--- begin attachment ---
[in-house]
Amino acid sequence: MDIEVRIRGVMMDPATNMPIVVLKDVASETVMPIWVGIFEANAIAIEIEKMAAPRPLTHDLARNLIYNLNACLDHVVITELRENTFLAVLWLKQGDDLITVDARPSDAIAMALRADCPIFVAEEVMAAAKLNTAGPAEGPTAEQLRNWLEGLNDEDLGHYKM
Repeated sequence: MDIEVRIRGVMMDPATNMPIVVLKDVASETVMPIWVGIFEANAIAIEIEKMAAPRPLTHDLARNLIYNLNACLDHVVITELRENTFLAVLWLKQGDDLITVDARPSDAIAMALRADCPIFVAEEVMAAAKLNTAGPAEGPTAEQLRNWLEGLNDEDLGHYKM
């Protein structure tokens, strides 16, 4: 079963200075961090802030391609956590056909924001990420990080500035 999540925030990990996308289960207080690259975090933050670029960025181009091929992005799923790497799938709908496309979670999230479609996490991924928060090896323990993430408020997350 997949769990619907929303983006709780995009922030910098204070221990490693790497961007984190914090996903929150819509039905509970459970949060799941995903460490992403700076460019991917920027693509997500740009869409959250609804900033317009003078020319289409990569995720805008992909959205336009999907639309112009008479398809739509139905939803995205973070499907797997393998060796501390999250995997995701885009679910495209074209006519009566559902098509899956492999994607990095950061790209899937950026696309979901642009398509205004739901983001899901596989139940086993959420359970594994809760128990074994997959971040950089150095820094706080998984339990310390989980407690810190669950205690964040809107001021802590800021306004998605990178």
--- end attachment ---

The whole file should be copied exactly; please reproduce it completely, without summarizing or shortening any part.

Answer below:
[in-house]
Amino acid sequence: MDIEVRIRGVMMDPATNMPIVVLKDVASETVMPIWVGIFEANAIAIEIEKMAAPRPLTHDLARNLIYNLNACLDHVVITELRENTFLAVLWLKQGDDLITVDARPSDAIAMALRADCPIFVAEEVMAAAKLNTAGPAEGPTAEQLRNWLEGLNDEDLGHYKM
Repeated sequence: MDIEVRIRGVMMDPATNMPIVVLKDVASETVMPIWVGIFEANAIAIEIEKMAAPRPLTHDLARNLIYNLNACLDHVVITELRENTFLAVLWLKQGDDLITVDARPSDAIAMALRADCPIFVAEEVMAAAKLNTAGPAEGPTAEQLRNWLEGLNDEDLGHYKM
């Protein structure tokens, strides 16, 4: 079963200075961090802030391609956590056909924001990420990080500035 999540925030990990996308289960207080690259975090933050670029960025181009091929992005799923790497799938709908496309979670999230479609996490991924928060090896323990993430408020997350 997949769990619907929303983006709780995009922030910098204070221990490693790497961007984190914090996903929150819509039905509970459970949060799941995903460490992403700076460019991917920027693509997500740009869409959250609804900033317009003078020319289409990569995720805008992909959205336009999907639309112009008479398809739509139905939803995205973070499907797997393998060796501390999250995997995701885009679910495209074209006519009566559902098509899956492999994607990095950061790209899937950026696309979901642009398509205004739901983001899901596989139940086993959420359970594994809760128990074994997959971040950089150095820094706080998984339990310390989980407690810190669950205690964040809107001021802590800021306004998605990178």